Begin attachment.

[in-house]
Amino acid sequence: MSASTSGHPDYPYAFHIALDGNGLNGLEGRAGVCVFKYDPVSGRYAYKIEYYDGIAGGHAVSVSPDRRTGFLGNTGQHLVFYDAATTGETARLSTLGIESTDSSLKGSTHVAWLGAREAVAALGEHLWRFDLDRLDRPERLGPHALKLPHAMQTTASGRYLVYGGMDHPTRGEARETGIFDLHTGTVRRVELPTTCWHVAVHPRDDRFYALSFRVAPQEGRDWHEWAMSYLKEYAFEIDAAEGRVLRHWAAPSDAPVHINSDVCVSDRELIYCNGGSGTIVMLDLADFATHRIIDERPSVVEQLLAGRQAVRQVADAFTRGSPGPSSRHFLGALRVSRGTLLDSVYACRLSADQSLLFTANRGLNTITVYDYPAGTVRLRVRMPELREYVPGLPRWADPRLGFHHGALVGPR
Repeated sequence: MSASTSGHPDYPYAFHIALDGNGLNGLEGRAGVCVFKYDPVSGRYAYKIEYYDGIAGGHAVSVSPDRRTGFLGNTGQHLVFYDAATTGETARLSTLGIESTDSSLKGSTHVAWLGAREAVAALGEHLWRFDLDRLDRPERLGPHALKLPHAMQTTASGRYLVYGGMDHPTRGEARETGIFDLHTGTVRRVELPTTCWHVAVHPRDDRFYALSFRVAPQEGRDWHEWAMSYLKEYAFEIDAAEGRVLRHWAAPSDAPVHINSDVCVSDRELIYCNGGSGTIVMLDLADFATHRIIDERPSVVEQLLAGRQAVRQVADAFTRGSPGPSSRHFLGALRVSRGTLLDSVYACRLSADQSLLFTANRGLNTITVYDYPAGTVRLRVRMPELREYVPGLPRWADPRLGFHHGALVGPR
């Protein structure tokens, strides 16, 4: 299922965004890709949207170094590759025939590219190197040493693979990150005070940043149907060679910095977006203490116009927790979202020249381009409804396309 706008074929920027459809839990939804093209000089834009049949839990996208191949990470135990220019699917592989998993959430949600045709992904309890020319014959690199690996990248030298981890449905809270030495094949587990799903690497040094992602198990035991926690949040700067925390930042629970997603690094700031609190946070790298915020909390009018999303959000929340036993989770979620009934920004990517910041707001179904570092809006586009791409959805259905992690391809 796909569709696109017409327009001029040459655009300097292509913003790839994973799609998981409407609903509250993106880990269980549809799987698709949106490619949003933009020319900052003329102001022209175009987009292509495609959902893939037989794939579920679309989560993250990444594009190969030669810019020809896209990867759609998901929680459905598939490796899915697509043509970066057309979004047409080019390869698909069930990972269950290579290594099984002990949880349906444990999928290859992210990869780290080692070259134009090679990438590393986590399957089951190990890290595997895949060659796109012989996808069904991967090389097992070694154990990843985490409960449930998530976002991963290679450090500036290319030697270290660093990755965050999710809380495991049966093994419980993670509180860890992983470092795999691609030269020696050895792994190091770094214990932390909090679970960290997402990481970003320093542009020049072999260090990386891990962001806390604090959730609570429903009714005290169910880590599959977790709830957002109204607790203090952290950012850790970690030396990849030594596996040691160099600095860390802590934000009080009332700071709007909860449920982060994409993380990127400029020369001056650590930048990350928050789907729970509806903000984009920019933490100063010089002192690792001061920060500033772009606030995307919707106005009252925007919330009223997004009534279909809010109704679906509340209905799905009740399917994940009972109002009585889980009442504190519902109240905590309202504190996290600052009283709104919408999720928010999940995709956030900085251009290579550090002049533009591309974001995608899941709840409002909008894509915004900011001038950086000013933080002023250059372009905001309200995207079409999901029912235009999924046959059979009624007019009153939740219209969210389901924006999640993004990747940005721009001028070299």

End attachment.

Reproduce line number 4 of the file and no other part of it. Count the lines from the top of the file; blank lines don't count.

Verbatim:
């Protein structure tokens, strides 16, 4: 299922965004890709949207170094590759025939590219190197040493693979990150005070940043149907060679910095977006203490116009927790979202020249381009409804396309 706008074929920027459809839990939804093209000089834009049949839990996208191949990470135990220019699917592989998993959430949600045709992904309890020319014959690199690996990248030298981890449905809270030495094949587990799903690497040094992602198990035991926690949040700067925390930042629970997603690094700031609190946070790298915020909390009018999303959000929340036993989770979620009934920004990517910041707001179904570092809006586009791409959805259905992690391809 796909569709696109017409327009001029040459655009300097292509913003790839994973799609998981409407609903509250993106880990269980549809799987698709949106490619949003933009020319900052003329102001022209175009987009292509495609959902893939037989794939579920679309989560993250990444594009190969030669810019020809896209990867759609998901929680459905598939490796899915697509043509970066057309979004047409080019390869698909069930990972269950290579290594099984002990949880349906444990999928290859992210990869780290080692070259134009090679990438590393986590399957089951190990890290595997895949060659796109012989996808069904991967090389097992070694154990990843985490409960449930998530976002991963290679450090500036290319030697270290660093990755965050999710809380495991049966093994419980993670509180860890992983470092795999691609030269020696050895792994190091770094214990932390909090679970960290997402990481970003320093542009020049072999260090990386891990962001806390604090959730609570429903009714005290169910880590599959977790709830957002109204607790203090952290950012850790970690030396990849030594596996040691160099600095860390802590934000009080009332700071709007909860449920982060994409993380990127400029020369001056650590930048990350928050789907729970509806903000984009920019933490100063010089002192690792001061920060500033772009606030995307919707106005009252925007919330009223997004009534279909809010109704679906509340209905799905009740399917994940009972109002009585889980009442504190519902109240905590309202504190996290600052009283709104919408999720928010999940995709956030900085251009290579550090002049533009591309974001995608899941709840409002909008894509915004900011001038950086000013933080002023250059372009905001309200995207079409999901029912235009999924046959059979009624007019009153939740219209969210389901924006999640993004990747940005721009001028070299």